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Certifications Poll

Computer forensics discussion. Please ensure that your post is not better suited to one of the forums below (if it is, please post it there instead!)
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samr
Senior Member
 

Re: Certifications Poll

Post Posted: Oct 24, 05 22:18

In that respect how much are academic qualifications worth or is it assumed that people will have a degree and possiblity a postgrad? If not then how do they really compare to professional certifications?  
 
  

m7esec
Senior Member
 

Re: Certifications Poll

Post Posted: Oct 24, 05 23:36

Interesting question. Which, unfortunately, cannot be measured, other than personal preference. IMO, I believe that a BS and/or MS in a computer related field gives you good building blocks to get a job in the industry and shows you can be taught.

However, due to the aggressive nature of technology progression, anything more than a couple of years old could be considered out-of-date. For instance, when I was getting my BS in CS, they were still teaching ADA! Some say that once a book on CF is printed, it is out-of-date. So the key to "Good" Certs, and the difference between that and a BS or MS, is the requirement of CPE or Continuing Professional Education at the least (CISSP, EnCE), or even retaking the entire Cert every couple of years (GSEC, GCFA).  
 
  

bjgleas
Senior Member
 

Re: Certifications Poll

Post Posted: Oct 25, 05 08:22

One of the "dangers" with most certs is that they are only a single, multiple choice exam, and for many of them, there are brain dumps available. I have the Security+, EC-Council CHFI, CISSP, and the GIAC Certified Forensics Analyst from SANS. Those all have their pros and cons, but they are only multiple choice tests, and simply say that I can read and take a multiple choice test.

The cert I like the most (so far) is the Certified Computer Examiner from the International Society of Forensic Computer Examiners. In this test, you are given an online multiple choice test, and that is followed by three practical physical evidence examinations: a floppy, a CD-ROM, and a hard drive. There is no multiple choice - you need to duplicate the evidence, and provide a detailed report to the client on what you found. Each one of these report (for me anyway), ran in the neighborhood of 20+ single spaced pages. It is reviewed by a human, who generates your score. This is more comprehensive and valuable than just a single, simple, automated exam.

As far as degrees go, I also hold a BS and MS in Computer Science and a BA in Criminal Justice. The big difference between certs and degrees is that there is a more significant time commitment, and the number of class and professors you encounter will often challenge you, in many different ways. And from what I have seen in the corporate world, many companies won't hire people without a college degree, and it would be a tough sell to have an expert witness without a degree.

In my mind, the degree shows that you have completed a comprehesive course of study, and the certs show that you are keeping up in the field. I go even further back than M7esec (FORTRAN, punch cards, JCL), but despite that, have been able to prove to my various employers that I have mantained my knowledge in the field by obtaining various certifications.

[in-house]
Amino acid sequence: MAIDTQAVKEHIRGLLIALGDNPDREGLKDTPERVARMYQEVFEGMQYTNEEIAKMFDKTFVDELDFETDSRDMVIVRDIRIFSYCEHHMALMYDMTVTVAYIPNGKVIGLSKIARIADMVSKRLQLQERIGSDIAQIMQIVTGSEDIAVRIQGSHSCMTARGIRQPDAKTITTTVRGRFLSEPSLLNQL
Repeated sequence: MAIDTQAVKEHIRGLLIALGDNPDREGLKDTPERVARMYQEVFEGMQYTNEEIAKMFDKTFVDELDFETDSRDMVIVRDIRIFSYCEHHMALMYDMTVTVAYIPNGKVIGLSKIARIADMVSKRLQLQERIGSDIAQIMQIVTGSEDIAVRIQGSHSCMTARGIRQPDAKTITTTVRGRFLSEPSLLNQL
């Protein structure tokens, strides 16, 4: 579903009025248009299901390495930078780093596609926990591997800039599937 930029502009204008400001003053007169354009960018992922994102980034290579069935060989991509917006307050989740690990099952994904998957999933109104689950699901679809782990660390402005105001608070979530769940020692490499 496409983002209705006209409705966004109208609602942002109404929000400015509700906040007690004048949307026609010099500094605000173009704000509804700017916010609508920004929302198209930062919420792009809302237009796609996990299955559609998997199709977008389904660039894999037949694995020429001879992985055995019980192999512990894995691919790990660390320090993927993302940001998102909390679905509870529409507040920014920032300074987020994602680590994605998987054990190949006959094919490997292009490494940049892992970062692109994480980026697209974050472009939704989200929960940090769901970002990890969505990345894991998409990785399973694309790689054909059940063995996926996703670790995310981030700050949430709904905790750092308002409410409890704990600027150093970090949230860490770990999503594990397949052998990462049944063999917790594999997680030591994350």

bj  

Last edited by bjgleas on Oct 25, 05 17:29; edited 1 time in total
 
  

samr
Senior Member
 

Re: Certifications Poll

Post Posted: Oct 25, 05 16:20

- bjgleas


In my mind, the degree shows that you have completed a comprehesive course of study, and the certs show that you are keeping up in the field.


I think that probably summarises it quite nicely. In such a field like IT where everything is changing so quickly it is important to be able to say that you move with the times and keeping up with current technology. I completed my degree in 2002 and although quite a lot of it is still relevant now, new technology is emerging all the time and of course there are many aspects of IT that I didn't cover in my degree or postgrad.

As for the Certified Computer Examiner, I found it quite a useful examination process which helped me learn a lot of stuff whilst working through it. In fact, I quite enjoyed doing it. Out of interest Bj, are you thinking of completing the specific exams in various file systems to upgrade to MCCE status?  
 
  

bjgleas
Senior Member
 

Re: Certifications Poll

Post Posted: Oct 25, 05 17:41

samr:

The CCE was a lot of work, but a lot of fun as well.

In order to become a MCCE you need to take 3 or more file system endorsement exams. But when I go to register at www.certified-computer...ister.htm, I only see 1 - Win9x. I was going to wait until I saw that a few more were available.

bj  
 
  

samr
Senior Member
 

Re: Certifications Poll

Post Posted: Oct 25, 05 17:43

Yes, I also noticed this and emailed John about it. I received a reply from John Mellon the other day to state that the other specialist exams should be ready in the next few weeks so if you are interested in the MCCE you might find it useful keep checking the site in the near future.  
 
  

m7esec
Senior Member
 

Re: Certifications Poll

Post Posted: Oct 25, 05 19:05

The EnCE is similar to CCE in some levels, it requires a level of experience (18 months) and after the initial exam there is a practical requirement where they send you data to run a Forensic Exam. There is a good overview of Security Certifications here.
dmiessler.com/writing/infoseccerts
_________________
GSEC, GCFA, GCIH, EnCE
Certified Forensic Examiner
St. Louis, MO 
 

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